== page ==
DJD reported that the year 2000 problem is already here and affecting administration applications. Five year projections already cross the troublesome line, and the new undergraduate students admitted this spring will belong to the class of 2000.

MM noted that mainframe migration is really data migration.

TDP noted that the section on patchwork funding of IT at Duke (4.4) is different from all the others.

JAB commented that the subcommittee felt the funding mechanism for IT did have strategic implications: funding mechanics can act as incentives and disincentives for globally cost-effective IT, depending on how they work; whether or not a service is funded centrally or operated on a charge-back basis does affect the quality, usefulness, and economy of the service.

MM hoped the patchwork funding discussion could be expanded to include the patchwork of arrangements made by departments to fund local IT: some departments fund their own IT, others rely largely or wholly on OIT. The patchwork extend across units and not just within OIT.

RLW noted, in closing discussion, that Duke's historic culture was for individuals and units to use the mode of computing cheapest to them and not necessarily cheapest to the university as a whole; he thought funding was a strategic issue and should remain in the report.

RLW expects that ITAC will receive and approve a final version of the report at its next meeting, at which time it will be widely advertised.

Re-engineering of Procurement

Annette Foster (AF) presented an overview of the procurement re-engineering process which is now well underway. Copies of her slides were distributed at the meeting and can (probably) be obtained from OIT or Annette.

From a rich and detailed presentation the humble secretary attempts to distill a few key points:

  • Duke makes purchases of over $600M/year from 30,000 vendors
  • There are currently 12 distinct ways to buy something, involving 315 different steps and 8 forms
  • Current purchasing is labor intensive, slow, and yet unable to leverage Duke's buying power to get good deals on things we collectively buy lots of
  • The traditional PO accounts for only 14% of purchases; most PO's are for low dollar amounts; each PO costs $37 centrally (not counting departmental costs) to process
  • Most purchases bypass PO's via standing orders or one of the other 10 schemes
  • The re-engineering team has focused first on a new process, with only two ways to make purchases, and then on technology to implement the redefined process
  • Electronic purchasing, with electronic approvals if necessary as one mechanism; a Duke Procurement Card (special charge card) as the other
  • An electronic catalog (perhaps on-line, perhaps CD-ROM) would be created for commonly purchased items; Duke buyers would negotiate best possible deals on these items so end users would not have to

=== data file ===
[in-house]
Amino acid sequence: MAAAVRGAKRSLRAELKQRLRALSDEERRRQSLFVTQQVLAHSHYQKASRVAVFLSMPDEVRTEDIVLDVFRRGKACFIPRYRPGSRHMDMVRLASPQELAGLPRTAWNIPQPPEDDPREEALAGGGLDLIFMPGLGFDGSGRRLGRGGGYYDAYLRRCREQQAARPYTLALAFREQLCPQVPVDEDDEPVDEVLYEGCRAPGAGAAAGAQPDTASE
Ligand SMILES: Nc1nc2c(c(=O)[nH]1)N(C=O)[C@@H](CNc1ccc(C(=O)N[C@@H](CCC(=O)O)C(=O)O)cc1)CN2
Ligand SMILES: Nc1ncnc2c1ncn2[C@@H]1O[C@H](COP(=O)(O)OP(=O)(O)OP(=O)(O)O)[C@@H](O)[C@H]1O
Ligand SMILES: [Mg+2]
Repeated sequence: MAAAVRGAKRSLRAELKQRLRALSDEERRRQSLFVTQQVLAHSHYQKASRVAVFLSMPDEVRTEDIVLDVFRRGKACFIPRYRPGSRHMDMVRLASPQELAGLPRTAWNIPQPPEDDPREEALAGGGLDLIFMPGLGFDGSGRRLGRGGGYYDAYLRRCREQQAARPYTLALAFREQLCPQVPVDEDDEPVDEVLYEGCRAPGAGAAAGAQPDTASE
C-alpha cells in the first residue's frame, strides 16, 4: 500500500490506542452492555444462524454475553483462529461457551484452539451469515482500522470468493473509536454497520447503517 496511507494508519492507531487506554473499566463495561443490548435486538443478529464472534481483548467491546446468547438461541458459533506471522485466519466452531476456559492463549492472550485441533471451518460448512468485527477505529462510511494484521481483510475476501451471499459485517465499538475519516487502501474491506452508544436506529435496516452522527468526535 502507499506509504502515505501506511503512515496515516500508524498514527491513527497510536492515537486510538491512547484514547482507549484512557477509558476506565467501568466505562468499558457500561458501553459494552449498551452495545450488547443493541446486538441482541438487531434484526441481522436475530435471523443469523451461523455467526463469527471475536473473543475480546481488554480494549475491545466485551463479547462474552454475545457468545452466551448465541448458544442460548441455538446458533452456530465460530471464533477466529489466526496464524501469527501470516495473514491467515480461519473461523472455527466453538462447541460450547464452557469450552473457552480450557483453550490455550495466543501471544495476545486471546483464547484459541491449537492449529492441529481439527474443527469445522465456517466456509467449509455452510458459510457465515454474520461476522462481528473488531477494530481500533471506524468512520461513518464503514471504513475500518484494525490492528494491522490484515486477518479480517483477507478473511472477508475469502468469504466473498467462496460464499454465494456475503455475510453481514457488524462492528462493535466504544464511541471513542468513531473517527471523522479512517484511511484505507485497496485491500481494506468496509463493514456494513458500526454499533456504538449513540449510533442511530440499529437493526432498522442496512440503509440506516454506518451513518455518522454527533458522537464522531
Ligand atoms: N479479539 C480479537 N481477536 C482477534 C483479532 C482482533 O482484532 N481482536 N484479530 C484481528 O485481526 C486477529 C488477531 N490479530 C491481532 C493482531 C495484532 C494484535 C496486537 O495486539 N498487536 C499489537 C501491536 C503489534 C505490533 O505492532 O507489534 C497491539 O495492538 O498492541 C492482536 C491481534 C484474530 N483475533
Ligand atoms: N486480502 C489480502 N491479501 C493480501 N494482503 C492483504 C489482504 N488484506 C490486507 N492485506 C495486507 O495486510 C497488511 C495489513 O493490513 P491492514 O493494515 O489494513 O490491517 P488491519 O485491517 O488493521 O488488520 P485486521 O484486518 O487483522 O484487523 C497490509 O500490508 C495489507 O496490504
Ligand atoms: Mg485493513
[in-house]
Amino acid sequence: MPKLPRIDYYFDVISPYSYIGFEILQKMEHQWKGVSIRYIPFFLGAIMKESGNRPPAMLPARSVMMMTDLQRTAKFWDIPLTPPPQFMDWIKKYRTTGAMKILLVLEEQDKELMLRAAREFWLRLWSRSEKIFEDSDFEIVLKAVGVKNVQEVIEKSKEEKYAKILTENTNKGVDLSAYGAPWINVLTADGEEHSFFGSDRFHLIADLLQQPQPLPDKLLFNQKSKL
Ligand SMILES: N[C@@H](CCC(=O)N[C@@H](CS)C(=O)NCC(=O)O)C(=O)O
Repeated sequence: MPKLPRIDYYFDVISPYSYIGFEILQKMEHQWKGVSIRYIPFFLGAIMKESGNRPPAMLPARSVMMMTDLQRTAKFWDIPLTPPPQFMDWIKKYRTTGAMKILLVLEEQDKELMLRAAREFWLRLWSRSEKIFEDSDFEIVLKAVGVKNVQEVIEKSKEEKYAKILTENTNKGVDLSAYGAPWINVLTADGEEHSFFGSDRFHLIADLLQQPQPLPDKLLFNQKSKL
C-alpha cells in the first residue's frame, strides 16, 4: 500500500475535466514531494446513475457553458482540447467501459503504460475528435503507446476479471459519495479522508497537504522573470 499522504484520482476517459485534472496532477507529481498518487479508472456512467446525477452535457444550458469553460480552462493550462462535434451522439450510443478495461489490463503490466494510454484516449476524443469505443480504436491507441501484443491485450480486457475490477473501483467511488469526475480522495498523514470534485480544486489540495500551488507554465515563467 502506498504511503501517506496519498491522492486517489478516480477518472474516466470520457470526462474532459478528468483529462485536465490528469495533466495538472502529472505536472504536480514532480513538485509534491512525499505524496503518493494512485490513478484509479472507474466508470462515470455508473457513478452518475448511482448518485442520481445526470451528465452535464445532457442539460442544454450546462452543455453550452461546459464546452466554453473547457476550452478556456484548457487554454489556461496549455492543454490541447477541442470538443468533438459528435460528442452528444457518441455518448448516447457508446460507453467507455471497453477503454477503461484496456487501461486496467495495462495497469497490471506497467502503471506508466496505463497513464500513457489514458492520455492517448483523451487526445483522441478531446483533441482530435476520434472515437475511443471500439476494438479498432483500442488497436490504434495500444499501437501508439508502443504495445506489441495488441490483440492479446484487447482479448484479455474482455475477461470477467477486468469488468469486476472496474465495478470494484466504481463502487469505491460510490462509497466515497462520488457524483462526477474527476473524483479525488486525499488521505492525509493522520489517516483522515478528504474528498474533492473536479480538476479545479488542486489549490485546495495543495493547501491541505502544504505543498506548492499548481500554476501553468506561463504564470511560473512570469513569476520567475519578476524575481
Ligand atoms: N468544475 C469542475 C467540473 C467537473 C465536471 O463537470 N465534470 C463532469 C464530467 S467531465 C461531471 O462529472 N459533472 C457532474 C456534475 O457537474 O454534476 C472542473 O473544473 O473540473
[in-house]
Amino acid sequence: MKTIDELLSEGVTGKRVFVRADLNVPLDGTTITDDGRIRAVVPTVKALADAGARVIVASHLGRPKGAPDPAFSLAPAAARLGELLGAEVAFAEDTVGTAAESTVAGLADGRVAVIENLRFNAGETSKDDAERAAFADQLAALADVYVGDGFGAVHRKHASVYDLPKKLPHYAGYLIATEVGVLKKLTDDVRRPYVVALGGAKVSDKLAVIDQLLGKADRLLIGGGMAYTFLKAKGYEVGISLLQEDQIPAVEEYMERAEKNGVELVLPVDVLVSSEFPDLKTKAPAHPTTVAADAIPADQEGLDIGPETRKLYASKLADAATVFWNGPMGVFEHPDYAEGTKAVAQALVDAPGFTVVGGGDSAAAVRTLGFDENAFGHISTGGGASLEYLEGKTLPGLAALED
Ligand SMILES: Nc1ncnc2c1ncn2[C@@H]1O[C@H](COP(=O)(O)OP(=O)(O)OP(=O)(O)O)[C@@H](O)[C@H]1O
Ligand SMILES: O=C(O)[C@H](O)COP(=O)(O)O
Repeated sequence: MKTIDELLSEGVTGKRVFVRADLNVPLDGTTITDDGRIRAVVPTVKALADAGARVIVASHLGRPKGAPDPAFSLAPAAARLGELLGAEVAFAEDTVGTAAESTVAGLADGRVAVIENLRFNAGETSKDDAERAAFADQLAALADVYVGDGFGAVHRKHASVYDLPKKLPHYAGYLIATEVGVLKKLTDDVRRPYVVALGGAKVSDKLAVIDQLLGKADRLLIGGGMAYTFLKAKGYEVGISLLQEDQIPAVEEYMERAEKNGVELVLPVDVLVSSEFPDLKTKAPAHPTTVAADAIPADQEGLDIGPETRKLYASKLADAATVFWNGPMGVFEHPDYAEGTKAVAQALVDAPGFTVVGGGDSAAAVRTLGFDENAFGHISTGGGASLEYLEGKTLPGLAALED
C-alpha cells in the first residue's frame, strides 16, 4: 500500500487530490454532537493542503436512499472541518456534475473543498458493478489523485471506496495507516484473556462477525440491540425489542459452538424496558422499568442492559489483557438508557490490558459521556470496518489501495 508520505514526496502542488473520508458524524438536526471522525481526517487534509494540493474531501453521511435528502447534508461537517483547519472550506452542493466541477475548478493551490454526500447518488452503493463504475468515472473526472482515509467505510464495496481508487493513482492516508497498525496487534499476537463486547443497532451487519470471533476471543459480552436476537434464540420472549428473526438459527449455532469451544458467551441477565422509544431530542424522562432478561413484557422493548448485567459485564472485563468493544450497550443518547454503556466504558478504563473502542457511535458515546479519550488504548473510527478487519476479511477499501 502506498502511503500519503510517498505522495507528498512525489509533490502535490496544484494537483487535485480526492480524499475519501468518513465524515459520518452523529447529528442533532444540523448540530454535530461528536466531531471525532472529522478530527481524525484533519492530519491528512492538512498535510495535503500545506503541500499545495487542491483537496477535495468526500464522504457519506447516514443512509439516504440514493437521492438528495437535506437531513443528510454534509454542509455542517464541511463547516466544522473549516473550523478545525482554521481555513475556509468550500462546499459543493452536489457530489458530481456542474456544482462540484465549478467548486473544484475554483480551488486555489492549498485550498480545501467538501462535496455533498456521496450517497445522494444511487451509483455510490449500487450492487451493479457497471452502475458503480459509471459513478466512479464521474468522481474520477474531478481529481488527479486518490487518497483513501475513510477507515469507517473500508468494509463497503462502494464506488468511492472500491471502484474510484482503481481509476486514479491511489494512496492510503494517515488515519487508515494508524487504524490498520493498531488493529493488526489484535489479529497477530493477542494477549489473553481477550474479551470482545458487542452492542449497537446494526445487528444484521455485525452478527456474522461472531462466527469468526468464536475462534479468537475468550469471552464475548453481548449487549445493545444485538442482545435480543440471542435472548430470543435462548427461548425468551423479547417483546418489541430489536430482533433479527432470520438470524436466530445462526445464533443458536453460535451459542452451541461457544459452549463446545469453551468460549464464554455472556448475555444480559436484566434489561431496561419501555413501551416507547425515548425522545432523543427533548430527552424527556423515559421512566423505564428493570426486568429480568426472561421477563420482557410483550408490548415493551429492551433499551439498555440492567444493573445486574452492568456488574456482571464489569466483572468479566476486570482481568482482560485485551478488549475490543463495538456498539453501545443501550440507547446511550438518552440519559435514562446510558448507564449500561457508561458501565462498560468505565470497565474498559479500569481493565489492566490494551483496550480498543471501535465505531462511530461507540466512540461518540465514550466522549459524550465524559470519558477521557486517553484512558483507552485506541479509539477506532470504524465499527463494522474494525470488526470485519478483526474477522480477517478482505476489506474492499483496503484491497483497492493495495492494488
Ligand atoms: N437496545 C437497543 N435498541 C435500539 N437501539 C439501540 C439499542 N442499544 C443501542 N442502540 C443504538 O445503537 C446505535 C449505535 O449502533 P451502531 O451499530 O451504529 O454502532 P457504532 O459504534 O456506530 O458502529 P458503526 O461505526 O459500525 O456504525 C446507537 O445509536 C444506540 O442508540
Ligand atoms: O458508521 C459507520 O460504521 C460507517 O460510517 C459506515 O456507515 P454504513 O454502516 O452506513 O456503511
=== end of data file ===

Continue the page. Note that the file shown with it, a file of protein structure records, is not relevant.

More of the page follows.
• Design team estimates savings of $10-30M per year from buying power leverage
  • Up-front conversion cost estimated between $2-4M
  • Detailed design phase now about to start


Jim Dronsfield asked about IRs

AF: team is working on electronic IRs, but this is difficult. IRs were not included in the external purchasing numbers given in her report.

RLW asked how the short-term plans of this project affect other strategic IT planning efforts - who is assessing the interactions with other applications, etc.? What are the overlapping concerns of this project and of others?

AF: All vendors considered as finalists when a detailed design is complete will need to be screened for their interface capabilities; they must be shown to be compatible with other administrative tools at Duke.

TDP asked how he would access the electronic purchasing system as a user.

AF: directly from his desktop system. PCs, MACs, and Unix boxes are all required to be supported.

MM asked about a period of concurrent operation of the old and new systems while the new system is shaken down.

Caroline Nisbet, as head of the social design team for the project (AF heads the technical design team), said the schedule for phasing in the new and out the old was one of their responsibilities that was still being worked on.

MM asked about purchasing something not in the electronic catalog, or perhaps a different brand or grade of something that is in the catalog.

AF: The electronic order forms have a free text area where users can put anything they want; users are not restricted to buying just items in the catalog.

BLC noted that the intent was to go to the Board of Trustees for funding of the project prior to a final selection of a vendor. This is novel, but EVP Trask is behind this project so the Board might consider an accelerated schedule.

RLW wondered how the need to migrate off the mainframe was influencing vendor selection.

AF closed discussion by noting that purchasing is a university-wide need and service, and that the needs of the medical center (the source of the majority of Duke purchases) for an improved and more efficient purchasing system were unquestionably different from, for instance, some of the needs of individual faculty making small one-time purchases and the new system and process must accomodate both of these sets of needs well.